A 'jingle bus'
While many of the decorated vehicles in Pakistan are a visual feast, how the driver can actually see to drive is sometimes a mystery...
Monday morning meant shops were open. Before moving on from Lahore we wanted to clear a couple of practicalities. Firstly we’d discovered that we need exact change for lots of things – auto-rickshaws, small shops, even the hotel didn’t have change for our big notes. There was a bank on the corner of our street so at 9am Emma took some big notes and got lots of change.
The second was asking our driver to Islamabad to take us to get a SIM card. It took him a bit of asking around to find a franchise that could sell us one and when he did for some reason he had to give his details in what looked on the paper like some kind of sponsor. But we didn’t care about the hows or whys, we’d got one and that meant connectivity, at least in the cities.
It felt odd to us to be in a tidy Toyota Corolla with the aircon blasting and being driven by a driver in a uniform. We felt disconnected and like we fit the stereotype of rich tourist in a poor country, but we also couldn’t argue that it was a much more comfortable
way to travel.
As we left the city on a big wide Chinese built road it was a flat landscape as far as the eye could see ,in the humidity haze caused as the wet ground from monsoon rain dried out in 37C heat. Given the heat there was surprisingly quite extensive flooding in places.
A positive side to it being monsoon season is just like in Amritsar everywhere is very green. Also like in Amritsar there were the chimneys of brick making kilns dotted on the landscape everywhere, some at work belching out thick black smoke. It’s scary to look at the buildings, so condensed and all made of brick and know we are in a significant earthquake zone. But it really is the only sustainable option that could meet the demand for buildings.
Somewhere on the way we picked up Tabish. One of the guides with the company we had booked the border pick up and trip to Islamabad with. He had been home to vote in the General Election and was now returning back to their base in the mountains.
When we stopped for lunch Tabish ordered dhal and bread for the 4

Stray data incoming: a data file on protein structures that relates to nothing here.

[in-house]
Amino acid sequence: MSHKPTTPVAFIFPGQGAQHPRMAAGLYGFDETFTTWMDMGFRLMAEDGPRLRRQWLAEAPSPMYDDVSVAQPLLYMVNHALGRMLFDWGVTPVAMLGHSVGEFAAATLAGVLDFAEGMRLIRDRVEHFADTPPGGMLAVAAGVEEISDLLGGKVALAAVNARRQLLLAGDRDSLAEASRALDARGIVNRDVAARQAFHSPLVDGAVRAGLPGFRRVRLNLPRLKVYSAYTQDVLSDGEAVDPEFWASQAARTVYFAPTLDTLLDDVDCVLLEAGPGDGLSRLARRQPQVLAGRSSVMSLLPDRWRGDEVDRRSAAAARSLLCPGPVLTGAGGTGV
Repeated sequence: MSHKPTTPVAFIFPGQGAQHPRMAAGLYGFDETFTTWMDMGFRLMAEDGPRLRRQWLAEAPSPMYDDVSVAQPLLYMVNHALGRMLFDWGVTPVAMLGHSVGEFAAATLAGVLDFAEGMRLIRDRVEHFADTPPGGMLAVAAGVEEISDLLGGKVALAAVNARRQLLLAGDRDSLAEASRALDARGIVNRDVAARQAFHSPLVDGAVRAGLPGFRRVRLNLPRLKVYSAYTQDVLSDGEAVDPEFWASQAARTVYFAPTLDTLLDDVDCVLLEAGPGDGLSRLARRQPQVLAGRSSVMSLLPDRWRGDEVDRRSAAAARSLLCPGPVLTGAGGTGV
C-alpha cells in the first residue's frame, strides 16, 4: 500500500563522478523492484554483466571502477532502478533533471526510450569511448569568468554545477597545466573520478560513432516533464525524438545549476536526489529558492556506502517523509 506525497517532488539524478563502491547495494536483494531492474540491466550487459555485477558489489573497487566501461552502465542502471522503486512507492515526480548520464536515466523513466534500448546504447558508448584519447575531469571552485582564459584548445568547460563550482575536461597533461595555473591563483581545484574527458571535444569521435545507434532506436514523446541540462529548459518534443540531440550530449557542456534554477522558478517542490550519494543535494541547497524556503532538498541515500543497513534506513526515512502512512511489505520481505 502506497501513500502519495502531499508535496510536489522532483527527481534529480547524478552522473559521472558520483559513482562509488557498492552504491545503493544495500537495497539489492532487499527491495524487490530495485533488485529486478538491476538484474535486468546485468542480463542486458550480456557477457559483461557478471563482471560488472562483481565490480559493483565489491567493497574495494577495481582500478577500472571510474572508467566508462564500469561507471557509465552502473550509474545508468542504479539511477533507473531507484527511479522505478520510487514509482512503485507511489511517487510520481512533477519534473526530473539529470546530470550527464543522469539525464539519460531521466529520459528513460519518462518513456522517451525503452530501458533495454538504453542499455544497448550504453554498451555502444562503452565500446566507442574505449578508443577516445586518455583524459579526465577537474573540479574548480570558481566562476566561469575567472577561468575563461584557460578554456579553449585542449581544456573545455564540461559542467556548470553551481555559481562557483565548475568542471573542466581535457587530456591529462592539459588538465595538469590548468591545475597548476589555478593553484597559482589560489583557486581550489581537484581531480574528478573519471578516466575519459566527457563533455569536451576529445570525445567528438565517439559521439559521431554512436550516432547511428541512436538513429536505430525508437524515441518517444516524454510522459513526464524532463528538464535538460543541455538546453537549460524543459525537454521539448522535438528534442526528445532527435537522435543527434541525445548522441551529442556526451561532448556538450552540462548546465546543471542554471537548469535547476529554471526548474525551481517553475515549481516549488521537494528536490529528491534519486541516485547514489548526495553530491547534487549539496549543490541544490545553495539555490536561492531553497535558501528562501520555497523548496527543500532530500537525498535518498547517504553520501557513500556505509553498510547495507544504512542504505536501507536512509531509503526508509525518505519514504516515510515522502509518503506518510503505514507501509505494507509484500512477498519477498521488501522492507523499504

of us from a roadside restaurant. It was amazing, as has all the food been that we’ve had so far. Lahore in particular is known for its gastronomic delights and we can see why.
We’d organised a driver to take us to Islamabad because we wanted to visit Rohtas Fort. Located on a backroad to Islamabad it would have been difficult/impossible for us to have got there on public transport, visited and up to Islamabad all in one day. That’s without the extra challenge of the heat and humidity.
A UNESCO World Heritage Site Rohtas is a garrison fort that was built during the 16th Century to subdue tribes in Northern Punjab. It took 8 years to complete and it’s 4km circumference follows the contours of the hilltop it sits on. It could hold up to 30,000 soldiers and is the only surviving example of military architecture of that period. Another unique aspect is it was built in an Afghan/Persian and Hindu style.
When we arrived we paid our entrance fee to two old men sat at the side of the road with their ticket bag slung in a tree. A policemen was called from the house
opposite and he took our passport details. With a gun slung over his shoulder it quickly became apparent that he was our tour guide.
A very knowledgeable guide he turned out to be too, as he took us on a circuit of the main part of the site explaining to us in broken English and using Tabish to translate the more complicated parts he wanted to explain.
Neither Tabish nor our driver Yaseen had been before so they had both come along too. We were all melting in the heat given the guys had got the car aircon set to ‘arctic’. It was well worth the effort it had taken to visit.
As we entered Islamabad it was clear it is a totally different city to Lahore. Very open, flat and expansive. It has large highways in a grid (it’s a planned city). It also had the feeling of being calmer and much more modern. Maybe this initial impression was because traffic was comparatively calm, seatbelts were worn, the vast majority of people on motorbikes wore helmets and there were no auto-rickshaws to be seen.
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